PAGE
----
- In which this type of right is expressly reserved inside the settlement in case the buyer needs to make default.
- In which the seller has given a promise to the buyer of his purpose to resell and the customer does not pay the price within an affordable time.
If on a resale there is a loss to the seller, he can get better from the defaulting customer. However, if there is a surplus at the resale, the seller can preserve it with him because the customer cannot be allowed to take advantage of his personal identity. But, no word of resale [as required in 3 above] is given to the customer, the right of the seller to assert loss and maintain a surplus, if any, is reversed.
In different words, if the unpaid seller fails to present the observation of resale to the buyer, he can not recover the loss from the customer. For this reason, it’ll be visible that giving of observing to the purchaser, when so required that very necessary to make him responsible for the breach of settlement.
It’s so due to the fact this kind of observation gives an opportunity to the purchaser that pays the charge and has the products.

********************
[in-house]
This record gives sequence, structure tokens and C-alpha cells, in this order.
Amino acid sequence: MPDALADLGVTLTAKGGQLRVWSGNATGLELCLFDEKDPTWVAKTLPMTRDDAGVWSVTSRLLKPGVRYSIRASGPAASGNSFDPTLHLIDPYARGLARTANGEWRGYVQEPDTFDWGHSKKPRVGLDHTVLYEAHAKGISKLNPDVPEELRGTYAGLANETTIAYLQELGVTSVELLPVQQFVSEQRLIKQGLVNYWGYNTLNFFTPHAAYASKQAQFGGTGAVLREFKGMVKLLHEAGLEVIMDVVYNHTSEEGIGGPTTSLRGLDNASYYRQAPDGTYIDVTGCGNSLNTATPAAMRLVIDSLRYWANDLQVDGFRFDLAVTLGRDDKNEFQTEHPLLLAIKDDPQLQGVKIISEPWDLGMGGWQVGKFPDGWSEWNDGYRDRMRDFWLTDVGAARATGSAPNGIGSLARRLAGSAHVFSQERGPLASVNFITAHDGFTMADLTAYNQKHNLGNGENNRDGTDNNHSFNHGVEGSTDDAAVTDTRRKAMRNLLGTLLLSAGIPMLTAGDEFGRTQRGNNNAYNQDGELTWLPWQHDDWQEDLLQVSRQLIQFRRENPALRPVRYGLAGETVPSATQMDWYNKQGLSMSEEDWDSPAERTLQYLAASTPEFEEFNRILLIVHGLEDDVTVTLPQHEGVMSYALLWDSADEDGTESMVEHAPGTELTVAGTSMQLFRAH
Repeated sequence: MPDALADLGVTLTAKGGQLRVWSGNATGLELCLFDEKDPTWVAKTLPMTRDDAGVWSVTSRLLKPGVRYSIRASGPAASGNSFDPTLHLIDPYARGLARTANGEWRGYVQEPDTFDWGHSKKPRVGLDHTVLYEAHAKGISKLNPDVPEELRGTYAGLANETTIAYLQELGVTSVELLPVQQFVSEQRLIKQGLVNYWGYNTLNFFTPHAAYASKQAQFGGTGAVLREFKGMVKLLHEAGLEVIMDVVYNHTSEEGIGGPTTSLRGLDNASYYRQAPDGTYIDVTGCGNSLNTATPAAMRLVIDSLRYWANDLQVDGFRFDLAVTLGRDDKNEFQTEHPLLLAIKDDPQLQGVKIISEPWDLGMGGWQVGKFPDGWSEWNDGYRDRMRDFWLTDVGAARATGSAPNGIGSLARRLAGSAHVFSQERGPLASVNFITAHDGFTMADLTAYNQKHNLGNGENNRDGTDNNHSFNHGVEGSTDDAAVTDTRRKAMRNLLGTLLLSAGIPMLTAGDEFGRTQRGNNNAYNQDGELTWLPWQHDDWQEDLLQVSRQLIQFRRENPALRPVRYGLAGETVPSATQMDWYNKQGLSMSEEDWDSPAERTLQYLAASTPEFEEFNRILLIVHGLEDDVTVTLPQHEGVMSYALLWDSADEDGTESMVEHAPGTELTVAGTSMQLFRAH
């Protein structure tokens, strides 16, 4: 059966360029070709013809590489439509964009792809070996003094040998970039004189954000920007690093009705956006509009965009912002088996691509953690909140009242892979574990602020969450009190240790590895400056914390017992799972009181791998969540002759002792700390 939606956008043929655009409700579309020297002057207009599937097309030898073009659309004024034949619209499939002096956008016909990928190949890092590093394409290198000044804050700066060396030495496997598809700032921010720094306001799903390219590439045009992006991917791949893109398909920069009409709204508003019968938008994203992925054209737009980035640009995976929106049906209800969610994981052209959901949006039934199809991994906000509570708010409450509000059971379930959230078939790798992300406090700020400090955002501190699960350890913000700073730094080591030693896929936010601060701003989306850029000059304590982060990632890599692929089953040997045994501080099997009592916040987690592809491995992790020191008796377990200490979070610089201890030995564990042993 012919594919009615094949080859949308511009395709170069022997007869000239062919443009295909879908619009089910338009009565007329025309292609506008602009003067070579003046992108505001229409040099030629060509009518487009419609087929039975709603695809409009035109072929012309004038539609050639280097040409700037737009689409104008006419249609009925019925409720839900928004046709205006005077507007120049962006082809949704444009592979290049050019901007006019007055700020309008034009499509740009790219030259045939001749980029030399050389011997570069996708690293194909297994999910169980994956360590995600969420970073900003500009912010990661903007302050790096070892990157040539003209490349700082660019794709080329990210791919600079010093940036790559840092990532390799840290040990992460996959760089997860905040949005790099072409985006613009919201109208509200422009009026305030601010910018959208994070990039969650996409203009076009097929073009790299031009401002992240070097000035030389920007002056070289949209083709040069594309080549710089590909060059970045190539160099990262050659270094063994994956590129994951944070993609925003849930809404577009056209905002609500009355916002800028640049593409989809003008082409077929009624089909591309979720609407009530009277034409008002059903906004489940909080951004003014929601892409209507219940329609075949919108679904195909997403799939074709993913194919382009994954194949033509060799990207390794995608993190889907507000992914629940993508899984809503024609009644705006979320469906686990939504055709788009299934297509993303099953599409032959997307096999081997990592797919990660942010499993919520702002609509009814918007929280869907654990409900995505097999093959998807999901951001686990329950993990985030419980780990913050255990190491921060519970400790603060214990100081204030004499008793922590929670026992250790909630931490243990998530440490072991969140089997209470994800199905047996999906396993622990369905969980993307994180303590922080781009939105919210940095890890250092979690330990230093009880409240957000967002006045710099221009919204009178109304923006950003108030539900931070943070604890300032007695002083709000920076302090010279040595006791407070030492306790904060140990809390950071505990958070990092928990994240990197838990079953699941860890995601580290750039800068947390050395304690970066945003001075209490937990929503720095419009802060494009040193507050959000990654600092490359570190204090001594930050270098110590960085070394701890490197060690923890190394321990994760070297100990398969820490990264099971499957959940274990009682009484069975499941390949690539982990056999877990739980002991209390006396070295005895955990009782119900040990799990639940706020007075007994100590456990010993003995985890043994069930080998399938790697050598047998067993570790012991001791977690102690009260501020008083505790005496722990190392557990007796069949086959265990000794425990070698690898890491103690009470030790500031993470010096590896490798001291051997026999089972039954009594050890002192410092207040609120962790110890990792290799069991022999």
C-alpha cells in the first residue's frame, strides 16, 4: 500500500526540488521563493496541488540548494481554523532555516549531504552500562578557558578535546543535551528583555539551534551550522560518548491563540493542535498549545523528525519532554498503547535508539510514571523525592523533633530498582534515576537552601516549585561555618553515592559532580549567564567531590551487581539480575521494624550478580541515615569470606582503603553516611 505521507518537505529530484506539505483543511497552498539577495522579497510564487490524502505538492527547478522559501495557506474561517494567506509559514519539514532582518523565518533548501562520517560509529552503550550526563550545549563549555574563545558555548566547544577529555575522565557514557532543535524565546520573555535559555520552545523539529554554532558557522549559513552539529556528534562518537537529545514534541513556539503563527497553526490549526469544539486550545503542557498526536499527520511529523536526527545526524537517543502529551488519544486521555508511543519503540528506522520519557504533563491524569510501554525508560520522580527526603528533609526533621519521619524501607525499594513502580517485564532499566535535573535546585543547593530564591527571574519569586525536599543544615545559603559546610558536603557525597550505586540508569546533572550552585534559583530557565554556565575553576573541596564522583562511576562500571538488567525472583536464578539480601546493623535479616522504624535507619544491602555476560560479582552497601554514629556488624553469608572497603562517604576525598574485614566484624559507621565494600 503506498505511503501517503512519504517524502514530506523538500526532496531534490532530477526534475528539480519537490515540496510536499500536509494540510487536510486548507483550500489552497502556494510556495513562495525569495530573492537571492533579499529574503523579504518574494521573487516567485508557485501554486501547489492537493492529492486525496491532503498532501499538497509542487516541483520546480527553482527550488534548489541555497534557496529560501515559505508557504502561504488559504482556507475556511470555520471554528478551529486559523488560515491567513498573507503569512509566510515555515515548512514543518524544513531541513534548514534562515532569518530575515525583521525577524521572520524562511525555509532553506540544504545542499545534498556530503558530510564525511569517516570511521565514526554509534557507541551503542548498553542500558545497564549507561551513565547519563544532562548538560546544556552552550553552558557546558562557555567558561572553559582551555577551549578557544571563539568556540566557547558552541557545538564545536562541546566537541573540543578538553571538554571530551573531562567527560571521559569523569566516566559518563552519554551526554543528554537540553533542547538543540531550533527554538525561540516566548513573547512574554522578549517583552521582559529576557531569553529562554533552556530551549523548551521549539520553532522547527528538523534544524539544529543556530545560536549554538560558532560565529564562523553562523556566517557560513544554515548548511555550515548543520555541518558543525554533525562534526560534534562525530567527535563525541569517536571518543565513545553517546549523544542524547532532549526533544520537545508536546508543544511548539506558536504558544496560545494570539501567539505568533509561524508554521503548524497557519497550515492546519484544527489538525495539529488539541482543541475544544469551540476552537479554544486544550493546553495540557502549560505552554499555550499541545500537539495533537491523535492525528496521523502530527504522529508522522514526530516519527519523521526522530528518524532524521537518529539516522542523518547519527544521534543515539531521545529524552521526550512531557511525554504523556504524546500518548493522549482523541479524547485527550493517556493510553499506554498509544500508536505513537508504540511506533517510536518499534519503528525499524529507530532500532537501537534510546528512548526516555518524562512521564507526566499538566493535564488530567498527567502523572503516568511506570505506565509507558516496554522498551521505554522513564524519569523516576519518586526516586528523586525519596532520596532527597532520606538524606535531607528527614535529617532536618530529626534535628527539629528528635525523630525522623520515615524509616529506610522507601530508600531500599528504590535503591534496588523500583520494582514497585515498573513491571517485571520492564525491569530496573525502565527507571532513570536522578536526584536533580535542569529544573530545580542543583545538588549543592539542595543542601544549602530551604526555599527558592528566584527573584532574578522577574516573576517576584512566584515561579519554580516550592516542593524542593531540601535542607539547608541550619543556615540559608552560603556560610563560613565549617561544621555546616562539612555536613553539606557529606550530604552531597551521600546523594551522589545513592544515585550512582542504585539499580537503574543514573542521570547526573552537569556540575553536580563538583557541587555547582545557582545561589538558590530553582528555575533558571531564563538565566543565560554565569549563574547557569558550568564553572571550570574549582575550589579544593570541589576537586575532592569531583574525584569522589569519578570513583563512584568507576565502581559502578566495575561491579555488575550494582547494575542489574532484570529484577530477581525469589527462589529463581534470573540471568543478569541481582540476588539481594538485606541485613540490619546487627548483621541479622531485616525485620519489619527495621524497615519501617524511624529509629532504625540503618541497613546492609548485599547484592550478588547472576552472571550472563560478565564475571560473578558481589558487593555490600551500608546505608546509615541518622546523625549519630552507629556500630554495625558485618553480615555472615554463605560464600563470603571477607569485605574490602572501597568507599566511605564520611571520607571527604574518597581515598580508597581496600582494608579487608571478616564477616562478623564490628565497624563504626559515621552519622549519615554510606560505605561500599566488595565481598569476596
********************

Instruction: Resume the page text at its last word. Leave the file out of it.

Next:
It is vital that the absence of observation when so required affects the rights of the unpaid supplier himself best as mentioned above and it does not have an effect on the name of the following customer who gathers an excellent title to the goods.
Section 54(3) particularly announces- “Where an unpaid seller has exercised his right of lien or stoppage in transit in transit resells the products, the customer acquires a terrific identify thereto as in opposition to the unique purchaser, however, that no note of the resale has been given to the original customer”.Conclusion
Any set of promises made to form the consideration or parts of the consideration for each other are called reciprocal promises and every contract of sale of goods consists of reciprocal promises. The seller’s remedy, in this case, is a suit for damages rather than an action for the full price of the goods.
#tags: Unpaid Seller, Negotiable Instrument, Lien
January 13, 2021